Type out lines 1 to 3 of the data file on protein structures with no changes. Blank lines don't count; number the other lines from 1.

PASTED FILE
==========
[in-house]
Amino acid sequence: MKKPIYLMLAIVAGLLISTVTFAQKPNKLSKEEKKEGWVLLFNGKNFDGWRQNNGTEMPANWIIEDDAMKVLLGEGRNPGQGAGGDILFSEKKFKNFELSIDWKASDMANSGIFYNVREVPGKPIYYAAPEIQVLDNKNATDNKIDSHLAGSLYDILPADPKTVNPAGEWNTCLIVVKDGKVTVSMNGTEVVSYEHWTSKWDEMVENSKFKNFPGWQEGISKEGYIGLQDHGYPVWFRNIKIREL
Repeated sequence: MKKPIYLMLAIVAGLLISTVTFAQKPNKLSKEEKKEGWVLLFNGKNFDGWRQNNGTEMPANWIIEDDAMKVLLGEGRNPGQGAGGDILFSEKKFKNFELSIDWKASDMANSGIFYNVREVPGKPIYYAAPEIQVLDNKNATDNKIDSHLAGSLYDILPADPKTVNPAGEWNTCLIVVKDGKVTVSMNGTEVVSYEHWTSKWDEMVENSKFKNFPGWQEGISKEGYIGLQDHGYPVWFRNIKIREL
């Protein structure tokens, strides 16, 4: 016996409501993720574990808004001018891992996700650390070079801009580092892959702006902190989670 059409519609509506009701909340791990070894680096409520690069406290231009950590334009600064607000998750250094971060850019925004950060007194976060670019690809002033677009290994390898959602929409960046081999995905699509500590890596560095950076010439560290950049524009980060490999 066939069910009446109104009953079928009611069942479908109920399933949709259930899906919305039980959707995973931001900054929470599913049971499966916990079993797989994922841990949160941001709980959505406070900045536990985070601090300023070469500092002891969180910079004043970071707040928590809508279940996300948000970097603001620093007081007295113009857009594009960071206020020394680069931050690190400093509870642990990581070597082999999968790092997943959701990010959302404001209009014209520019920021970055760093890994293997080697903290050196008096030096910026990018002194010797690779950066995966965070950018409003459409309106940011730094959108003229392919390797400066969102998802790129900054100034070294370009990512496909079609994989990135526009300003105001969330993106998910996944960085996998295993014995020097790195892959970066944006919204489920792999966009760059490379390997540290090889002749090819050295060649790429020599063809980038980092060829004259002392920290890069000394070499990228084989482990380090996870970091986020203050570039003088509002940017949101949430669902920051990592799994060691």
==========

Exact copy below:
[in-house]
Amino acid sequence: MKKPIYLMLAIVAGLLISTVTFAQKPNKLSKEEKKEGWVLLFNGKNFDGWRQNNGTEMPANWIIEDDAMKVLLGEGRNPGQGAGGDILFSEKKFKNFELSIDWKASDMANSGIFYNVREVPGKPIYYAAPEIQVLDNKNATDNKIDSHLAGSLYDILPADPKTVNPAGEWNTCLIVVKDGKVTVSMNGTEVVSYEHWTSKWDEMVENSKFKNFPGWQEGISKEGYIGLQDHGYPVWFRNIKIREL
Repeated sequence: MKKPIYLMLAIVAGLLISTVTFAQKPNKLSKEEKKEGWVLLFNGKNFDGWRQNNGTEMPANWIIEDDAMKVLLGEGRNPGQGAGGDILFSEKKFKNFELSIDWKASDMANSGIFYNVREVPGKPIYYAAPEIQVLDNKNATDNKIDSHLAGSLYDILPADPKTVNPAGEWNTCLIVVKDGKVTVSMNGTEVVSYEHWTSKWDEMVENSKFKNFPGWQEGISKEGYIGLQDHGYPVWFRNIKIREL